Most of the specimens were donated in the 1900's. Whooping cranes, Birds of Paradise, tanagers, owls, eagles, and hawks peer down at visitors, glassy-eyed. It can be a little intimidating, especially for youngsters. Alumni and friends have contributed many items, including Gordon Alexander (at Central in 1919); natural history student J. Clark Salyer; Luther T. Spayde who donated his grandfather's collection; and Max Nickerson, world-renowned herpetologist. During the early years, someone developed an association with the St. Louis Zoo. "When birds died of old age or natural causes, they weren't destroyed," Dr. Elliott explains. "They were, in fact, stuffed and passed on." Hundreds of birds in protective bird tubes can be handled by students without damage. "We also have mammal skins and bird skins that we use for mammalogy and ornithology classes," said the late Dr. Harold Momberg, professor emeritus of biology. "That's what students use when they need to know what animals look like. Then they can go out in the woods and find them."
Foremost among the museum's bird collection are two highly prized specimens of extinct species - the passenger pigeon and the Carolina parakeet. The passenger, at one time, had been described as the most abundant bird ever. There were literally billions of them in the early 1800's. They were shot because they tasted good. The only native parakeet, however, was driven to extinction for another reason, the birds were shot because they ate seeds. They weren't killed because of their pretty feathers; they didn't taste good. They were killed into extinction because they ate farmer's seeds. The presence of these two extinct birds in The Stephens Museum is powerful incentive for people to visit. Dr. Elliott sees them as perhaps the most significant properties of the museum. "God's not making any more of those," he points out. "They're gone forever."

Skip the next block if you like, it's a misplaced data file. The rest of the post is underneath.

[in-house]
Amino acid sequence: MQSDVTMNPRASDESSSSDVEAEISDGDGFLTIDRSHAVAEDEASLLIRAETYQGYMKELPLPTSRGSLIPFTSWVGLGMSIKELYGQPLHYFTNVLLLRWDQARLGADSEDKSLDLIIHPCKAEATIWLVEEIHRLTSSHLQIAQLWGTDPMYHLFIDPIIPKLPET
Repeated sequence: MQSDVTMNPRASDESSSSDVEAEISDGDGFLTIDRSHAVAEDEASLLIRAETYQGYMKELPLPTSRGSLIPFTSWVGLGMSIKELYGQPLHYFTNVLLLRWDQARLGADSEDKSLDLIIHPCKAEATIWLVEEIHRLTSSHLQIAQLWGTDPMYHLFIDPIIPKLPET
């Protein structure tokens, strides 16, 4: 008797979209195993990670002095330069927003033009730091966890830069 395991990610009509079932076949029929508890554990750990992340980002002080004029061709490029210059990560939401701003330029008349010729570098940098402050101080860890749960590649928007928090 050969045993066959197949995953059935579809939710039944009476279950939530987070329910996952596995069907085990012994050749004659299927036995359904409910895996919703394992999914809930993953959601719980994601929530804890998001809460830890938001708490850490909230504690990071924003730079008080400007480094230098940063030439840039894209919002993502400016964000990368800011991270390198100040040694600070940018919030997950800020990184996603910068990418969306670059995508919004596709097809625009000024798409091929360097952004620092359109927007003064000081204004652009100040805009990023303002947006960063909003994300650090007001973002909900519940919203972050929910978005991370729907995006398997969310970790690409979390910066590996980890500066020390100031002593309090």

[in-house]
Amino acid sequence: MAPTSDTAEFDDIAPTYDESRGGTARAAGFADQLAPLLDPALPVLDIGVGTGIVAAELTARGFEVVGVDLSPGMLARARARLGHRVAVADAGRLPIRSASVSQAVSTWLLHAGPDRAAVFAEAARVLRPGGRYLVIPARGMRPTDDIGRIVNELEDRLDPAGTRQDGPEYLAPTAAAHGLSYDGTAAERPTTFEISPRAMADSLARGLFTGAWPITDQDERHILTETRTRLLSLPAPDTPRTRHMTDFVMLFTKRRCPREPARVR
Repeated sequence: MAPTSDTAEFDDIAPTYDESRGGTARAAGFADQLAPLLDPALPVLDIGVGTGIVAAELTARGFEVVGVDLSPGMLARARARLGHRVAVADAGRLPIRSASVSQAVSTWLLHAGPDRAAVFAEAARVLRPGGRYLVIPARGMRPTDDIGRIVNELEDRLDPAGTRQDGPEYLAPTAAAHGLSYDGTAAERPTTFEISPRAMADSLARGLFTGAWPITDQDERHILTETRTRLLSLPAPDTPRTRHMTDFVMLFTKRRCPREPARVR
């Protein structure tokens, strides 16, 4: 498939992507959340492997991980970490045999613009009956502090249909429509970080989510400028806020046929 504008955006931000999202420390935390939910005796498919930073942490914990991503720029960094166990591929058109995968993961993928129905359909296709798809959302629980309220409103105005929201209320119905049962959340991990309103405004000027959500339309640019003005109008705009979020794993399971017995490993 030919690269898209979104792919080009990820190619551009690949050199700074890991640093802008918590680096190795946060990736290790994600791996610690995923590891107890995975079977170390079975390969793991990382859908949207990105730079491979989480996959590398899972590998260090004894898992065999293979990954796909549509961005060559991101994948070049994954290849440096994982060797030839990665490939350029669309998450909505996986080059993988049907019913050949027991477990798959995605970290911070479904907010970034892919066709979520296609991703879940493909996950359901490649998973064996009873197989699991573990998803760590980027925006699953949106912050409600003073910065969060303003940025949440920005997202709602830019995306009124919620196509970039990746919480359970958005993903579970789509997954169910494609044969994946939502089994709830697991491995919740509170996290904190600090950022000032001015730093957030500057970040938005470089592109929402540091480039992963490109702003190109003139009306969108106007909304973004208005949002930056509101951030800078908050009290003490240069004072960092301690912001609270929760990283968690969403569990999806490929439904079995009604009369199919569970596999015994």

One of Dan Elliott's favorite items in the museum is a large chunk of rock in which is a clear outline of a dinosaur footprint. Another is a rare 350-million-year-old starfish fossil he found along the Missouri River in 1997. "The big flood of 1993 washed a lot of bones out of the loess cliffs along the Missouri River," he hypothesizes. Although it has been visiting the Smithsonian Museum for some time, the fossil has recently come home to the museum.
Big Game Hunt
Perhaps the most exciting donation for The Stephens Museum is a collection of mammals donated by veterinarian Dr. Jack Stephens and his wife, Vicki. Their friendship with Trustee Bruce Addison and wife Jan facilitated the bequest. Over six years, Central Methodist University received over one hundred specimens of wild animals from all over the world. The first group that arrived in December 2001 included a full body musk ox, two Alaskan wolves, a mountain goat; and head and shoulder mounts of African hoofed mammals. Dan sees the value of the entire museum in the access it provides to all kinds of patrons - Central students, public school classes, historians, artists, and buses of tourists.